Northwest Flight 2501 Will Keep Its Secrets For Now
By Aero-News Senior Correspondent Kevin R.C. "Hognose"
The sea does not give up her dead casually; and neither do the
freshwater inland seas, the Great Lakes that define much of the
north central US and southern Canada. So when Michigan Shipwreck
Research Associates (MSRA) decided to take on the case of Northwest
Flight 2501, a Douglas DC-4 lost in 1950 with 55 passengers, two
pilots, and a stewardess over vast Lake Michigan, they knew it was
going to be hard. They didn't know how hard -- or that they'd wind
up solving other, even older mysteries, while chasing Flight
Providing POTUS With Mobile Command And Control Capability
Marking a major step in the aggressive transition from concept
to fielded capability, the next generation presidential helicopter
has shed its generic "VXX" placeholder and received its mission
design series designator of "VH-71A."
Plan Replaces Former SMO Fees Ruled 'Unjustly Discriminatory'
The NBAA gave its thumbs up this week to FAA approval of a new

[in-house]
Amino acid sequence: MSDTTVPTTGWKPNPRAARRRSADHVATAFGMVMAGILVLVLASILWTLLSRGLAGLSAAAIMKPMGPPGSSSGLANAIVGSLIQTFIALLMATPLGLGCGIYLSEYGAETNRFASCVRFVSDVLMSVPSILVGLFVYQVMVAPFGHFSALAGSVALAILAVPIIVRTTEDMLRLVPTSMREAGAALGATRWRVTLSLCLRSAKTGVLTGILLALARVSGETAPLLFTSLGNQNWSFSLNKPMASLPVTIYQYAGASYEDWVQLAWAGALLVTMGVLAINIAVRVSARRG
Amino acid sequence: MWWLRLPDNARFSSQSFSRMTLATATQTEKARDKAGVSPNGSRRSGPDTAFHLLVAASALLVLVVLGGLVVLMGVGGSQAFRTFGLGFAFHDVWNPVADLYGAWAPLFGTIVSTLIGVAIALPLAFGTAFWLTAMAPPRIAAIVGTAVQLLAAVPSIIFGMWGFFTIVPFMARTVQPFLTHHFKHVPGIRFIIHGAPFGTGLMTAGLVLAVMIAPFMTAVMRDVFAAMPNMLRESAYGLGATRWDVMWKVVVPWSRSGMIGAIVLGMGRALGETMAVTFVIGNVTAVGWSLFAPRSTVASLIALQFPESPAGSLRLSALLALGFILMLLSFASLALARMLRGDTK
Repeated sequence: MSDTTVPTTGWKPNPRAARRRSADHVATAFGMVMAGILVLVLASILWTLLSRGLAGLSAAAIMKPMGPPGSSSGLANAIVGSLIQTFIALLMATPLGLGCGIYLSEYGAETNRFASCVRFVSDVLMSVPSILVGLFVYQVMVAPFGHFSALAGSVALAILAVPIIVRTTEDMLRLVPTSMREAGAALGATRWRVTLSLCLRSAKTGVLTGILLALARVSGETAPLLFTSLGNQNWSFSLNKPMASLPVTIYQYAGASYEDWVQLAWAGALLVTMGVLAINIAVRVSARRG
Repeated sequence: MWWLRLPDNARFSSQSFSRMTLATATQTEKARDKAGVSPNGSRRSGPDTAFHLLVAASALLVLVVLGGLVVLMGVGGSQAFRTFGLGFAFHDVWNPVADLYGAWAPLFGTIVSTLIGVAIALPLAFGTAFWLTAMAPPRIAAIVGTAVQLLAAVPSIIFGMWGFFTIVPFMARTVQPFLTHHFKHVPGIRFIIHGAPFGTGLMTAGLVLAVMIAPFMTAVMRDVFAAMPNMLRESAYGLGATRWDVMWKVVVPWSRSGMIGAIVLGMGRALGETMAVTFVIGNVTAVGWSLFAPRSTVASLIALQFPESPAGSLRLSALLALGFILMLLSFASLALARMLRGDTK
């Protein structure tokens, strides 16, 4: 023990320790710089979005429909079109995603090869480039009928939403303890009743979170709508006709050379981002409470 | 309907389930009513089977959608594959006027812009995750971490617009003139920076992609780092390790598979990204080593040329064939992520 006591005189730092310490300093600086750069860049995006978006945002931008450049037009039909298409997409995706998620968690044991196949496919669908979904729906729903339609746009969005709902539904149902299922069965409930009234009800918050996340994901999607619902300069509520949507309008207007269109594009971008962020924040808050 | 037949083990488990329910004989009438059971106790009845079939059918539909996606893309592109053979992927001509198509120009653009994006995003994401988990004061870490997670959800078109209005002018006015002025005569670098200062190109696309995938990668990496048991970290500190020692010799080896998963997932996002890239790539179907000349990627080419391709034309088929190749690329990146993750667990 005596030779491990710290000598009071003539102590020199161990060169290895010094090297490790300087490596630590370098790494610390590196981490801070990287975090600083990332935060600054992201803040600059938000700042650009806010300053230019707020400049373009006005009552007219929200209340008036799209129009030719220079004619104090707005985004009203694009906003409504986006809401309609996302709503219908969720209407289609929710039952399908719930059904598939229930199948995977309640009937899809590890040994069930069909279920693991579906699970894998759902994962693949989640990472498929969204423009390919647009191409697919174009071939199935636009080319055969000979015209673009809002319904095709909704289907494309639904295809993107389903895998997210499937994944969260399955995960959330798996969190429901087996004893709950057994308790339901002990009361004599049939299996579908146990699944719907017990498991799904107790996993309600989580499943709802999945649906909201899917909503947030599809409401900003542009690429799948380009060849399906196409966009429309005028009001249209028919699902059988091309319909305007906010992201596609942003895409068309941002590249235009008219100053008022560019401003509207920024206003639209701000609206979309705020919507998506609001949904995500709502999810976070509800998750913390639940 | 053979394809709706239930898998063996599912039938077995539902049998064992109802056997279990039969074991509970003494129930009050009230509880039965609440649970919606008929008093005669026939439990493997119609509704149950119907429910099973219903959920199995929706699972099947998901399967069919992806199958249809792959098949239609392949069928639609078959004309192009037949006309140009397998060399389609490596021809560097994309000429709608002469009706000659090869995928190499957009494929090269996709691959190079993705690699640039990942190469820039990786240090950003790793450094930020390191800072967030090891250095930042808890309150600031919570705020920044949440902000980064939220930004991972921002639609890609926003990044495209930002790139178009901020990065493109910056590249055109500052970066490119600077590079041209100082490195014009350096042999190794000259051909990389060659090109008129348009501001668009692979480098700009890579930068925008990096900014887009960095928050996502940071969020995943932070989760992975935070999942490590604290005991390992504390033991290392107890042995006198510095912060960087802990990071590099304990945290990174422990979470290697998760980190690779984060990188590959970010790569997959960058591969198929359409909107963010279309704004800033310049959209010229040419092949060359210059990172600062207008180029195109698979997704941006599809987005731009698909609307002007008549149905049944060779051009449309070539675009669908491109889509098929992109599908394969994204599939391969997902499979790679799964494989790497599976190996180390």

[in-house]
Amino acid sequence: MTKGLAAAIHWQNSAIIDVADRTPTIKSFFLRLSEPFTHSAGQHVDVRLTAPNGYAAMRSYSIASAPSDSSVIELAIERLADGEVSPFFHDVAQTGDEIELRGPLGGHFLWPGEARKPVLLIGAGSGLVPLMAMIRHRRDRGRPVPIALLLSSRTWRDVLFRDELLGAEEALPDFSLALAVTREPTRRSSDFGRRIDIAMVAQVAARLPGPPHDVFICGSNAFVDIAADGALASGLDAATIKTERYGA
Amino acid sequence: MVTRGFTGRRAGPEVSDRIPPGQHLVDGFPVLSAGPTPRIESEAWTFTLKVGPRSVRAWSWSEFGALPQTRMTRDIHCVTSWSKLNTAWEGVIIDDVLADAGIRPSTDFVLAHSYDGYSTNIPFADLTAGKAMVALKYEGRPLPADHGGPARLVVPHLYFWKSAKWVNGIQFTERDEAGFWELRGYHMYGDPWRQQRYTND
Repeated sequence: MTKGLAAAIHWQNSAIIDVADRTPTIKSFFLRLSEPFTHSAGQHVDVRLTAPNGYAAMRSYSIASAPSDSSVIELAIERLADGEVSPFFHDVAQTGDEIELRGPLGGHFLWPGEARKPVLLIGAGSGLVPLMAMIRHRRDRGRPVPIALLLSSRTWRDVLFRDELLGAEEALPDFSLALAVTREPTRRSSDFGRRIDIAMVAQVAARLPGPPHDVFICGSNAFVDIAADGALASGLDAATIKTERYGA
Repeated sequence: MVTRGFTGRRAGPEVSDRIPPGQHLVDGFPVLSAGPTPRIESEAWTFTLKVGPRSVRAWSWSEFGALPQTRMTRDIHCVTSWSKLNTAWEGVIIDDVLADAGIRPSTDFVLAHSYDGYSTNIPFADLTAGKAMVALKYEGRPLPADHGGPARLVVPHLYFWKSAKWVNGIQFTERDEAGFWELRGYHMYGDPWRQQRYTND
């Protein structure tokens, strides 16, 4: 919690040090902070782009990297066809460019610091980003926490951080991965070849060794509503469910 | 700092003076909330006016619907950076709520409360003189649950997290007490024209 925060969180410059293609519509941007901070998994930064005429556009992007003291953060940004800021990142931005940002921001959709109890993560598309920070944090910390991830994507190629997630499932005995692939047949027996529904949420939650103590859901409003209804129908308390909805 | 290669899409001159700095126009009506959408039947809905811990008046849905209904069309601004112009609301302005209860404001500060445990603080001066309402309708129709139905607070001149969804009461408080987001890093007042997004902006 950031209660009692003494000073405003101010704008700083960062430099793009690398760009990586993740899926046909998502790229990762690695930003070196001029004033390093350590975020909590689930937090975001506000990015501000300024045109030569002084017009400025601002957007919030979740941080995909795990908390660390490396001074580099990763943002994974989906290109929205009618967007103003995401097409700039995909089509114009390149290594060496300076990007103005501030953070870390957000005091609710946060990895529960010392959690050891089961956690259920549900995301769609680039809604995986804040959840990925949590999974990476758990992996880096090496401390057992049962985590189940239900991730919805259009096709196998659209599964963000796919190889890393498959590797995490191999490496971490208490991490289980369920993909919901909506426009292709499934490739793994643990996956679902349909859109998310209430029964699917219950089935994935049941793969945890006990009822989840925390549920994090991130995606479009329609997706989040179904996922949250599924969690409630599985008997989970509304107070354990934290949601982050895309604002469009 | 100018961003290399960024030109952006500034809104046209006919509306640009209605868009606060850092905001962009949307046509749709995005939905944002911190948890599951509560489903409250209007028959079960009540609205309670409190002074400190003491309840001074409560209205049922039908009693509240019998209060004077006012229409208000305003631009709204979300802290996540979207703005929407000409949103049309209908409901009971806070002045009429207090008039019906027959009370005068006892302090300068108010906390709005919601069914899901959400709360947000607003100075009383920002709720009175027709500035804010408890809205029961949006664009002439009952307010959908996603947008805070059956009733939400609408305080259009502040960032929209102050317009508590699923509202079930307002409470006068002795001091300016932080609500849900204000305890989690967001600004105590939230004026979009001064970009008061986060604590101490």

landing-fee structure for Santa Monica Municipal Airport (SMO). The
new landing-fee plan - approved by Santa Monica City officials on
June 21 and scheduled to become effective August 1 - replaces a
previous program that was rejected by the Federal Aviation
Administration (FAA) last January on the grounds that it unjustly
discriminated against certain types of aircraft.
Search Is On For Replacement
The NBAA says David W. Almy, senior vice president, marketing
and communications, has informed the Association that he is
resigning his post to pursue a new challenge. He will remain
associated with NBAA for a period of time to assist in the
Aircraft Components Company, of Tulsa, Oklahoma, and Mitsubishi
Heavy Industries America, Aircraft Product Support Division, of
Addison, Texas, have struck a deal whereby ACC will provide
component overhaul services on certain Japanese manufactured
aircraft products. The agreement follows the recent merger of ACC
and Turbine Aircraft Components.
"Let me be clear: Regardless of the FCC proceeding, the FAA's
rules will remain."
Source: Nicholas Sabatini, FAA associate
administrator for aviation safety, testifying before the House
aviation subcommittee Thursday about cell phone usage aboard
commercial passenger aircraft. The FCC says it may rescind its
rules governing such use. But until the communications technology
industry can come up with devices that don't interfere with
avionics, Sabatini said the ban will remain in place.